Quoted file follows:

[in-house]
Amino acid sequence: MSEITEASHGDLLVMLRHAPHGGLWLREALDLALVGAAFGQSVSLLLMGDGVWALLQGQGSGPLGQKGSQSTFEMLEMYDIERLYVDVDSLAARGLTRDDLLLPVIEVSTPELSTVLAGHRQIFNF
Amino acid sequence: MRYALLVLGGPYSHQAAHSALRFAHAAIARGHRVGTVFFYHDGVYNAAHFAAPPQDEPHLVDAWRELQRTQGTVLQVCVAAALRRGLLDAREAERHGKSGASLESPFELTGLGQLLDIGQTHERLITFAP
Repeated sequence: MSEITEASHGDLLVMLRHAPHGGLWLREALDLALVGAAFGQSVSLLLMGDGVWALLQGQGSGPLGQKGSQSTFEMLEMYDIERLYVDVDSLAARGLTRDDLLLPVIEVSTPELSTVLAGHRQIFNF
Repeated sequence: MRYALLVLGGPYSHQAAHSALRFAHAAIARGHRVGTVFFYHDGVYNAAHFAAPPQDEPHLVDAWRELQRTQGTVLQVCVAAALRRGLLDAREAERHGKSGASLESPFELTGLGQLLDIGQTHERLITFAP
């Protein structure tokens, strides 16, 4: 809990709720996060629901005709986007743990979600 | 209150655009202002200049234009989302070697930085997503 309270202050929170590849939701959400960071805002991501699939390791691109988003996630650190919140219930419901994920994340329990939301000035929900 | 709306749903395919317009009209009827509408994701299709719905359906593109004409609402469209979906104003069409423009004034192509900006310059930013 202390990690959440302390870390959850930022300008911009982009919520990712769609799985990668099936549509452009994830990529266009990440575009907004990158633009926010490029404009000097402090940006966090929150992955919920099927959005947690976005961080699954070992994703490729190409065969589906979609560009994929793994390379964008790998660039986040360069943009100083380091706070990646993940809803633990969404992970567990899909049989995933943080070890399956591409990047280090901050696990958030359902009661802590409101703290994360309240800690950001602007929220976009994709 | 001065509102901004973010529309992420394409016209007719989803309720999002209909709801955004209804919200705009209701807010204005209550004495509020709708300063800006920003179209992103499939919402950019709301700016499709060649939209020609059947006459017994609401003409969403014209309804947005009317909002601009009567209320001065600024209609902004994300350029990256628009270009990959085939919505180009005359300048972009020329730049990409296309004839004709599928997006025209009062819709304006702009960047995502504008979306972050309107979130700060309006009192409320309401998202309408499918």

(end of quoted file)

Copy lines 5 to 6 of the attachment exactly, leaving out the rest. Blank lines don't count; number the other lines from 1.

Repeated sequence: MRYALLVLGGPYSHQAAHSALRFAHAAIARGHRVGTVFFYHDGVYNAAHFAAPPQDEPHLVDAWRELQRTQGTVLQVCVAAALRRGLLDAREAERHGKSGASLESPFELTGLGQLLDIGQTHERLITFAP
């Protein structure tokens, strides 16, 4: 809990709720996060629901005709986007743990979600 | 209150655009202002200049234009989302070697930085997503 309270202050929170590849939701959400960071805002991501699939390791691109988003996630650190919140219930419901994920994340329990939301000035929900 | 709306749903395919317009009209009827509408994701299709719905359906593109004409609402469209979906104003069409423009004034192509900006310059930013 202390990690959440302390870390959850930022300008911009982009919520990712769609799985990668099936549509452009994830990529266009990440575009907004990158633009926010490029404009000097402090940006966090929150992955919920099927959005947690976005961080699954070992994703490729190409065969589906979609560009994929793994390379964008790998660039986040360069943009100083380091706070990646993940809803633990969404992970567990899909049989995933943080070890399956591409990047280090901050696990958030359902009661802590409101703290994360309240800690950001602007929220976009994709 | 001065509102901004973010529309992420394409016209007719989803309720999002209909709801955004209804919200705009209701807010204005209550004495509020709708300063800006920003179209992103499939919402950019709301700016499709060649939209020609059947006459017994609401003409969403014209309804947005009317909002601009009567209320001065600024209609902004994300350029990256628009270009990959085939919505180009005359300048972009020329730049990409296309004839004709599928997006025209009062819709304006702009960047995502504008979306972050309107979130700060309006009192409320309401998202309408499918």